We review the present theoretical and numerical understanding of magnetic
field amplification in cosmic large-scale structure, on length scales of galaxy
clusters and beyond. Structure formation drives compression and turbulence,
which amplify tiny magnetic seed fields to the microGauss values that are
observed in the intracluster medium. This process is intimately connected to
the properties of turbulence and the microphysics of the intra-cluster medium.
Additional roles are played by merger induced shocks that sweep through the
intra-cluster medium and motions induced by sloshing cool cores. The accurate
simulation of magnetic field amplification in clusters still poses a serious
challenge for simulations of cosmological structure formation. We review the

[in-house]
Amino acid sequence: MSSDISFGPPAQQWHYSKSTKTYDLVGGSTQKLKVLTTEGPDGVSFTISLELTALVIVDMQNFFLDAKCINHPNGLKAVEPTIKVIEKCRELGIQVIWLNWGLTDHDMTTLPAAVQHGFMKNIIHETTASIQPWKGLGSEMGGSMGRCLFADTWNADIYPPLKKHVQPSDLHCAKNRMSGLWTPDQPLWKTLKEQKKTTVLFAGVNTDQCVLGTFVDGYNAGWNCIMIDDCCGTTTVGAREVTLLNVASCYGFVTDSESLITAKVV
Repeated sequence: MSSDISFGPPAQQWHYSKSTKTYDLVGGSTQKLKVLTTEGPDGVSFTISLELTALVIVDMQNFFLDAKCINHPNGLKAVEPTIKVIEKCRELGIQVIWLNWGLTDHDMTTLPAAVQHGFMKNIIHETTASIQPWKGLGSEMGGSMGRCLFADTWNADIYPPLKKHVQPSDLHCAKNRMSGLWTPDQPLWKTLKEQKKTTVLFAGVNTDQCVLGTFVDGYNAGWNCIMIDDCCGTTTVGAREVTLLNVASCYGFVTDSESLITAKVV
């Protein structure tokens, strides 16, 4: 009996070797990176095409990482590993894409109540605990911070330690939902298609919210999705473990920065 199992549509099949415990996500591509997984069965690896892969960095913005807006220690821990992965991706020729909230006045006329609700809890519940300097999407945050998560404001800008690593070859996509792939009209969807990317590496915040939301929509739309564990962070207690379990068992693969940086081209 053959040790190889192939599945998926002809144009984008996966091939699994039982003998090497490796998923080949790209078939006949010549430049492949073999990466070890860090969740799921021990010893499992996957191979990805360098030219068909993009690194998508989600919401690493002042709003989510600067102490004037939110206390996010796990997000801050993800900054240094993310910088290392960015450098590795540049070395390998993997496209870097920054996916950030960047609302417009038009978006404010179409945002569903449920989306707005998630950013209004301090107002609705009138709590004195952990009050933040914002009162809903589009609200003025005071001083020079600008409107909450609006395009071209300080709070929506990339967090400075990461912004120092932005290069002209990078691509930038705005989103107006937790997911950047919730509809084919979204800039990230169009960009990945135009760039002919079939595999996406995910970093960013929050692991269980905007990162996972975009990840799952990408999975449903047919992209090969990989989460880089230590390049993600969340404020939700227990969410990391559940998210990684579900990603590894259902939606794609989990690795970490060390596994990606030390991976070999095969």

current literature on cosmological simulations that include magnetic fields and
outline theoretical as well as numerical challenges.Comment: 60 pages, 19 Figure

### Forced Convection Heat Transfer from a Finite-Height Cylinder

[EN] This paper presents a large eddy simulation of forced convection heat transfer in
the flow around a surface-mounted finite-height circular cylinder. The study was carried out
for a cylinder with height-to-diameter ratio of 2.5, a Reynolds number based on the cylinder
diameter of 44 000 and a Prandtl number of 1. Only the surface of the cylinder is heated
while the bottom wall and the inflow are kept at a lower fixed temperature. The approach
flow boundary layer had a thickness of about 10% of the cylinder height. Local and averaged
heat transfer coefficients are presented. The heat transfer coefficient is strongly affected
by the free-end of the cylinder. As a result of the flow over the top being downwashed
behind the cylinder, a vortex-shedding process does not occur in the upper part, leading